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gateman
July 1st, 2003, 06:04 PM
Hi all,

I thought I'd pass this along as a tip... I've found it to be very useful in removing lots of stuff on old computers, gummy substances, dirt, even permanent marker (to some extent).

I use a Clorox product called "Soft Scrub", found in the kitchen/detergent areas of a grocery store.

Try it--it does wonders.

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MattCarp
September 22nd, 2003, 08:14 PM
I like using Comet scouring powder. It contains bleach and is slightly abrasive, maybe less so than Soft Scrub. It's easy to control the amount I use.

In fact, with any new equipment I obtain, I give it the wipe down with Comet and/or a diluted Mr Clean. An old toothbrush helps clean out any louvers or small recesses.

Also, Q&E (I think) makes an electronic cleaner available at auto parts stores. This allows me to spray down particularly dusty boards.

Skyfrog
February 23rd, 2005, 03:03 AM
I like those "scrubbing bubbles" spray cleaners for cleaning computer cases and just about anything else. It really brings the dirt and grime out; just be careful about getting it on decals or logos. I found out it brings those out too, the paint that is. :lol:

joe sixpack
February 23rd, 2005, 07:54 AM
for me, if 90+% alcohol does'nt do it then it dont get done.
vinegar also works wonders.

T1000
February 23rd, 2005, 08:06 AM
for me, if 90+% alcohol does'nt do it then it dont get done.
vinegar also works wonders.

I disagree; if the alcohol 90+% doesn't do it, first put acetone, and then put alcohol to clean it and dry it quicker. Does wonders.

joe sixpack
February 23rd, 2005, 12:02 PM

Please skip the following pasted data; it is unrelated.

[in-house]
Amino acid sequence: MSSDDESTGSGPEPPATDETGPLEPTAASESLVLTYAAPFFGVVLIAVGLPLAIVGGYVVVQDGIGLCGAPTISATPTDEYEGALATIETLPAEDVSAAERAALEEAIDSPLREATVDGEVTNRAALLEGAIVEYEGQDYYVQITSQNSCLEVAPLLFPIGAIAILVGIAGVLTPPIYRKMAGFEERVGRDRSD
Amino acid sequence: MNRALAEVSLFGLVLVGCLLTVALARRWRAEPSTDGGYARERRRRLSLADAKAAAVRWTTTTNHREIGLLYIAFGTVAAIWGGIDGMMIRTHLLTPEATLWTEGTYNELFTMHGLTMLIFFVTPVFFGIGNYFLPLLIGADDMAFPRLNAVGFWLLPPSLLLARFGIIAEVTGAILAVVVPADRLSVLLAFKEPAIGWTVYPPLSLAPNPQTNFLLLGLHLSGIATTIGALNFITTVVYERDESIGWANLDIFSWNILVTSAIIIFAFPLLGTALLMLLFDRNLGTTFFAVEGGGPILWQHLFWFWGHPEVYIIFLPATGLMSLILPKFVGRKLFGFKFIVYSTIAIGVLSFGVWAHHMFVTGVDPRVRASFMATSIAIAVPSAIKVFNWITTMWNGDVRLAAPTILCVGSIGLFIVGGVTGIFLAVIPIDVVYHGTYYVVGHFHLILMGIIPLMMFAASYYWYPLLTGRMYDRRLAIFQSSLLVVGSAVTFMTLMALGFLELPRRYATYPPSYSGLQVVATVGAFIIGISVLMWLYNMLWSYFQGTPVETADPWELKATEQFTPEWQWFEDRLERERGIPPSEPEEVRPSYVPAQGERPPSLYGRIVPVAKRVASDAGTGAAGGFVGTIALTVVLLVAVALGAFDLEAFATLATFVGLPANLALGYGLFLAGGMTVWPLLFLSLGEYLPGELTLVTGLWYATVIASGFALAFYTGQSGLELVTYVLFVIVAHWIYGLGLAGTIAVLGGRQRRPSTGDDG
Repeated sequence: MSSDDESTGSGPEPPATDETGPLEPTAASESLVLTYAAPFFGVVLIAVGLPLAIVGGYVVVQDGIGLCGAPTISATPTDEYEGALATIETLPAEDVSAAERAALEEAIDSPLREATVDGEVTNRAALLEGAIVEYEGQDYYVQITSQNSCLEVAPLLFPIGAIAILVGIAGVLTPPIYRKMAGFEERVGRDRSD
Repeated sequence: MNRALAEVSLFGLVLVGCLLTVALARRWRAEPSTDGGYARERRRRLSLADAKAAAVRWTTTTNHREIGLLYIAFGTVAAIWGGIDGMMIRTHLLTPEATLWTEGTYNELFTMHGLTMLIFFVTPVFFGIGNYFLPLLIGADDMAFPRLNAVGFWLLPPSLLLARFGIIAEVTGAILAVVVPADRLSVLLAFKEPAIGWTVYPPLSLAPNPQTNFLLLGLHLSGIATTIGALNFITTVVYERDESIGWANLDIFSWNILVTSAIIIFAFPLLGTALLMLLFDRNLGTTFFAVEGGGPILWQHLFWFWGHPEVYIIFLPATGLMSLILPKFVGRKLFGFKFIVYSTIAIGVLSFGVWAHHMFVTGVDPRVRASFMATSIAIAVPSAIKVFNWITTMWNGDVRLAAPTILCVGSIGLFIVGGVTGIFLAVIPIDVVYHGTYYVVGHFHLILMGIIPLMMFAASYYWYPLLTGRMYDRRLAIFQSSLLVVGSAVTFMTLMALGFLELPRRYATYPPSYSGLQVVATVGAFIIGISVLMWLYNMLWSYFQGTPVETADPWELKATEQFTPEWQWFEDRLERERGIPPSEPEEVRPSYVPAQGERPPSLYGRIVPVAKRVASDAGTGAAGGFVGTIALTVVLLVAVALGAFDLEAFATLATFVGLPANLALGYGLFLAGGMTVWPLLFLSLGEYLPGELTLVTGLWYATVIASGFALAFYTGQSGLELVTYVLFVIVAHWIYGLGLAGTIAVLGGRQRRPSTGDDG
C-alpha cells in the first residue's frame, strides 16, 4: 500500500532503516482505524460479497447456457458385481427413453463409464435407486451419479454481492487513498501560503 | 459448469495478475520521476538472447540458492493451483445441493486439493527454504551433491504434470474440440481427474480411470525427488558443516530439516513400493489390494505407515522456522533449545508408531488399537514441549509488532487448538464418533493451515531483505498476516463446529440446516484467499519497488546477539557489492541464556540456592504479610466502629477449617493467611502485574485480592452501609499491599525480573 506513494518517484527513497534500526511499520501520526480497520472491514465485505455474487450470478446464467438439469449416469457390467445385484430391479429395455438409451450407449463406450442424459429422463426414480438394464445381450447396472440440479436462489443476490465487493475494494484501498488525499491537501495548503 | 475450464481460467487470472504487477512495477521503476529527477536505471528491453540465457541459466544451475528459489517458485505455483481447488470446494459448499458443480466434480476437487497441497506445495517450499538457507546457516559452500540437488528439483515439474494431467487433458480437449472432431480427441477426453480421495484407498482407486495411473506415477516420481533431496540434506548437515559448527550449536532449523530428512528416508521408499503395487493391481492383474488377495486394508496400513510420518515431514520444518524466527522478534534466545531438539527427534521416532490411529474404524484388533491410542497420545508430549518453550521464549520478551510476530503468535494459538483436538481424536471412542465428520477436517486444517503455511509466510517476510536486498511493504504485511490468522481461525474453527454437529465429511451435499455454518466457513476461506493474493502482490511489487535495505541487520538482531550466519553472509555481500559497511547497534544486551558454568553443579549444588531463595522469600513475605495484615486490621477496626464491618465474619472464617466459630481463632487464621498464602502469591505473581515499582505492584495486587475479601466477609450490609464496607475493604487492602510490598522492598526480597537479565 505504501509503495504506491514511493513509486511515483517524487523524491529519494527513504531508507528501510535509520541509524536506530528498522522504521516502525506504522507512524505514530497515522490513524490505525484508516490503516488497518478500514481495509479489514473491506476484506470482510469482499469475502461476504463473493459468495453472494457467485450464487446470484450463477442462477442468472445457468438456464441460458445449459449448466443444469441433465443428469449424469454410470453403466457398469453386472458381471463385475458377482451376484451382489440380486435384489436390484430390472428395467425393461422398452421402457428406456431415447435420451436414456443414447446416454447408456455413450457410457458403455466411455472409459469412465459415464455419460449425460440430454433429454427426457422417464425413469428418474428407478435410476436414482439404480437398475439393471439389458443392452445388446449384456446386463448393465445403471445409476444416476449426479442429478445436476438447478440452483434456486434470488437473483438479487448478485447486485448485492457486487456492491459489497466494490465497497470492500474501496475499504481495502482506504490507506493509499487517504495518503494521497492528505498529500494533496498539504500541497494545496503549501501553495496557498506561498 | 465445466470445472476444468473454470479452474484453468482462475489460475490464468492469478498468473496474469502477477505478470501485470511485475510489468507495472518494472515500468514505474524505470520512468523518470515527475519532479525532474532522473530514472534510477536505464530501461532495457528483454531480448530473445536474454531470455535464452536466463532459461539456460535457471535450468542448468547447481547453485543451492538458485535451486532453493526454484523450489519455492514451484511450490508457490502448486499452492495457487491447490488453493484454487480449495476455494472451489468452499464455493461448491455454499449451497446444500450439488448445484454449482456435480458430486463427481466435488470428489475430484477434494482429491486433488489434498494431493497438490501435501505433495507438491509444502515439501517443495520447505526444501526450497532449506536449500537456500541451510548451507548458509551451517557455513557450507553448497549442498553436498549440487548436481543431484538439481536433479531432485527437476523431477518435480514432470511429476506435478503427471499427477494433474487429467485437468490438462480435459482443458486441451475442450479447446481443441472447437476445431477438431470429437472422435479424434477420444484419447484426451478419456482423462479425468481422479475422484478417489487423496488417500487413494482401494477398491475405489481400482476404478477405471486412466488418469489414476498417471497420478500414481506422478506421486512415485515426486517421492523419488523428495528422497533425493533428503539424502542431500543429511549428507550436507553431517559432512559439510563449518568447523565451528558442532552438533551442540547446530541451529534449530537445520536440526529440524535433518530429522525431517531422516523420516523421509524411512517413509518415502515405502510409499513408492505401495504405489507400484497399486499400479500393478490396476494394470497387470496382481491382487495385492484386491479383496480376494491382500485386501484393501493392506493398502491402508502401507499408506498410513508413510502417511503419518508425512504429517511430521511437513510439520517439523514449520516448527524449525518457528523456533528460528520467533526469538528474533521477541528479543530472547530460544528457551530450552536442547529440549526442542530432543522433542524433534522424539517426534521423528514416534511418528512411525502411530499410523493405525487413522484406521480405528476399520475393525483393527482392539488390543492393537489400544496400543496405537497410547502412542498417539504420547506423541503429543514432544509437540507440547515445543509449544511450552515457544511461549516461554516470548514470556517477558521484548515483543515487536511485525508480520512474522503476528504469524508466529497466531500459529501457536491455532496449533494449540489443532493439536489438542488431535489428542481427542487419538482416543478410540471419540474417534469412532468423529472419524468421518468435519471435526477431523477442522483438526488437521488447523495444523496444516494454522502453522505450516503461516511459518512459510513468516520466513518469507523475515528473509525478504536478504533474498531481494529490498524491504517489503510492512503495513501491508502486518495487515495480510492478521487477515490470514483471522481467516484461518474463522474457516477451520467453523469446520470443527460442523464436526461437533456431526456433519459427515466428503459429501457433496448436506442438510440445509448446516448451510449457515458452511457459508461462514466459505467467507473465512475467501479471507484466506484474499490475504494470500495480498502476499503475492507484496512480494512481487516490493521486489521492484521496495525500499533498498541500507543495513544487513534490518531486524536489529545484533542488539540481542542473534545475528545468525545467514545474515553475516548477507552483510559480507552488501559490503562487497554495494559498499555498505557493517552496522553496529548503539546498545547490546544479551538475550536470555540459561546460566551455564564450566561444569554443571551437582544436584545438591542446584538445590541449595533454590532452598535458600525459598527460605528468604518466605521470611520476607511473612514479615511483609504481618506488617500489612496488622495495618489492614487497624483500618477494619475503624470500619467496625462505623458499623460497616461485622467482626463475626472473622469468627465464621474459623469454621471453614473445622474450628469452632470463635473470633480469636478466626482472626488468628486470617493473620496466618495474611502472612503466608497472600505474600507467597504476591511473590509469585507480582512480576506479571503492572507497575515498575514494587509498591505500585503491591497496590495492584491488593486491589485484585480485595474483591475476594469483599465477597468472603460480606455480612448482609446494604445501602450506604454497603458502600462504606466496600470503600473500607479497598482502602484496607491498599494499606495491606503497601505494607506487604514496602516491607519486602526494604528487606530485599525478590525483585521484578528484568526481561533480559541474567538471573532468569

hmm i'll have to investigate some more the page i found on it
http://www.nsc.org/library/chemical/Acetone.htm

where do you buy said acetone
looks dangerus and fun!

Terry Yager
February 23rd, 2005, 12:21 PM
for me, if 90+% alcohol does'nt do it then it dont get done.
vinegar also works wonders.

I disagree; if the alcohol 90+% doesn't do it, first put acetone, and then put alcohol to clean it and dry it quicker. Does wonders.

Ummmmnnn...doesn't acetone attack some types of plasitc?

--T

Terry Yager
February 23rd, 2005, 12:26 PM
hmm i'll have to investigate some more the page i found on it
http://www.nsc.org/library/chemical/Acetone.htm

where do you buy said acetone
looks dangerus and fun!

Try an automotive supplier...ask for lacquer thinner, or mebbe parts cleaner...

--T

joe sixpack
February 23rd, 2005, 02:19 PM
hmm i'll have to investigate some more the page i found on it
http://www.nsc.org/library/chemical/Acetone.htm

where do you buy said acetone
looks dangerus and fun!

Try an automotive supplier...ask for lacquer thinner, or mebbe parts cleaner...

--T

Whoa i know what lacquer thinner is that stuff will melt pastic right quick.
we use to throw scrap plastic from model's into a jar and watch it eat it.

Terry Yager
February 23rd, 2005, 02:50 PM
Ever seen a screwdriver handle welded to a plastic keyboard? I have...and that was just from overspray...

--T

vic user
February 23rd, 2005, 03:24 PM
hmm, sounds like you could make a cool salvador dali computer with that stuff!

chris

Rick Ethridge
February 26th, 2005, 10:35 AM
I prefer using a Scotchbrite pad for cleaning. No scratches! Try using a household cleaner with it such as Formula 409 or Windex with it to really clean good. Whatever you do don't use solvents such as acetone, paint thinner or similar. Damage to the finish may result and ventilation is absolutely necessary to prevent health damage or create a fire hazard!